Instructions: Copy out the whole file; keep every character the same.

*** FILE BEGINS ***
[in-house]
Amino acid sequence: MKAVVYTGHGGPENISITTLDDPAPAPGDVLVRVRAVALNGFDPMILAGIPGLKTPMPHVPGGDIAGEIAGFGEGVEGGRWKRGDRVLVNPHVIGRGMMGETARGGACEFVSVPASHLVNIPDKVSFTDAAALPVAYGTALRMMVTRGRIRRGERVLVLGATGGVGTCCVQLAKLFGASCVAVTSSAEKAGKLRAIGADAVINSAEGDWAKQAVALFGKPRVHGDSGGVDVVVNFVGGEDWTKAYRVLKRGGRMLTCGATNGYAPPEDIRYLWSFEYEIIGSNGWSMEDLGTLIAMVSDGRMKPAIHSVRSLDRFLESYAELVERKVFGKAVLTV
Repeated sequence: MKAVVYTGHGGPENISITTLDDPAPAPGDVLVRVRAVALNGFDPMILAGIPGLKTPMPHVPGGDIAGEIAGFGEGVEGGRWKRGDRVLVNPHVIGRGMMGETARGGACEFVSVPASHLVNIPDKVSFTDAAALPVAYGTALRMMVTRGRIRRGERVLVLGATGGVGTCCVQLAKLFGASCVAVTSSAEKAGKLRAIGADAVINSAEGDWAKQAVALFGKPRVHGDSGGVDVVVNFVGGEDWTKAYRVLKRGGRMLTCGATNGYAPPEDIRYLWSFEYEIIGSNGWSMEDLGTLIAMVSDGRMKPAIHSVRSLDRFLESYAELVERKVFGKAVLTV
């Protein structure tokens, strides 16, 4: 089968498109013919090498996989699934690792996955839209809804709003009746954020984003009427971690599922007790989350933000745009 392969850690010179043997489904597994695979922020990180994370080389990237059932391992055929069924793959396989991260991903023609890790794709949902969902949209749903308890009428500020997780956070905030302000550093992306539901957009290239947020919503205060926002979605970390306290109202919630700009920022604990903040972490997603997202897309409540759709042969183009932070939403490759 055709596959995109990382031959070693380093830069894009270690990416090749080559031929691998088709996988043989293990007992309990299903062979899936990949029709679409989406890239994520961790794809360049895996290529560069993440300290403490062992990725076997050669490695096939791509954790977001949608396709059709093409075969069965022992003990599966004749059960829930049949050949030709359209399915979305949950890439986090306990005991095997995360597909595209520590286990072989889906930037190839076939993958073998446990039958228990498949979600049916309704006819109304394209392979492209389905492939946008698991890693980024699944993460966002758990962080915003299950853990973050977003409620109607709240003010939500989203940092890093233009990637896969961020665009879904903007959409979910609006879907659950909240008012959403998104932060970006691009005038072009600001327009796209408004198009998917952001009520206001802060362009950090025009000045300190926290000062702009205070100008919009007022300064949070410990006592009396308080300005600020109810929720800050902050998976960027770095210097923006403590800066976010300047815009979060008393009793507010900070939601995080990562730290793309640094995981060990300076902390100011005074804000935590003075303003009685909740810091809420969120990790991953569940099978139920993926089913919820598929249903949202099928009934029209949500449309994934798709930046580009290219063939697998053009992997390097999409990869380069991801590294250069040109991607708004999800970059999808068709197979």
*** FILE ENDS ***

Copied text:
[in-house]
Amino acid sequence: MKAVVYTGHGGPENISITTLDDPAPAPGDVLVRVRAVALNGFDPMILAGIPGLKTPMPHVPGGDIAGEIAGFGEGVEGGRWKRGDRVLVNPHVIGRGMMGETARGGACEFVSVPASHLVNIPDKVSFTDAAALPVAYGTALRMMVTRGRIRRGERVLVLGATGGVGTCCVQLAKLFGASCVAVTSSAEKAGKLRAIGADAVINSAEGDWAKQAVALFGKPRVHGDSGGVDVVVNFVGGEDWTKAYRVLKRGGRMLTCGATNGYAPPEDIRYLWSFEYEIIGSNGWSMEDLGTLIAMVSDGRMKPAIHSVRSLDRFLESYAELVERKVFGKAVLTV
Repeated sequence: MKAVVYTGHGGPENISITTLDDPAPAPGDVLVRVRAVALNGFDPMILAGIPGLKTPMPHVPGGDIAGEIAGFGEGVEGGRWKRGDRVLVNPHVIGRGMMGETARGGACEFVSVPASHLVNIPDKVSFTDAAALPVAYGTALRMMVTRGRIRRGERVLVLGATGGVGTCCVQLAKLFGASCVAVTSSAEKAGKLRAIGADAVINSAEGDWAKQAVALFGKPRVHGDSGGVDVVVNFVGGEDWTKAYRVLKRGGRMLTCGATNGYAPPEDIRYLWSFEYEIIGSNGWSMEDLGTLIAMVSDGRMKPAIHSVRSLDRFLESYAELVERKVFGKAVLTV
């Protein structure tokens, strides 16, 4: 089968498109013919090498996989699934690792996955839209809804709003009746954020984003009427971690599922007790989350933000745009 392969850690010179043997489904597994695979922020990180994370080389990237059932391992055929069924793959396989991260991903023609890790794709949902969902949209749903308890009428500020997780956070905030302000550093992306539901957009290239947020919503205060926002979605970390306290109202919630700009920022604990903040972490997603997202897309409540759709042969183009932070939403490759 055709596959995109990382031959070693380093830069894009270690990416090749080559031929691998088709996988043989293990007992309990299903062979899936990949029709679409989406890239994520961790794809360049895996290529560069993440300290403490062992990725076997050669490695096939791509954790977001949608396709059709093409075969069965022992003990599966004749059960829930049949050949030709359209399915979305949950890439986090306990005991095997995360597909595209520590286990072989889906930037190839076939993958073998446990039958228990498949979600049916309704006819109304394209392979492209389905492939946008698991890693980024699944993460966002758990962080915003299950853990973050977003409620109607709240003010939500989203940092890093233009990637896969961020665009879904903007959409979910609006879907659950909240008012959403998104932060970006691009005038072009600001327009796209408004198009998917952001009520206001802060362009950090025009000045300190926290000062702009205070100008919009007022300064949070410990006592009396308080300005600020109810929720800050902050998976960027770095210097923006403590800066976010300047815009979060008393009793507010900070939601995080990562730290793309640094995981060990300076902390100011005074804000935590003075303003009685909740810091809420969120990790991953569940099978139920993926089913919820598929249903949202099928009934029209949500449309994934798709930046580009290219063939697998053009992997390097999409990869380069991801590294250069040109991607708004999800970059999808068709197979």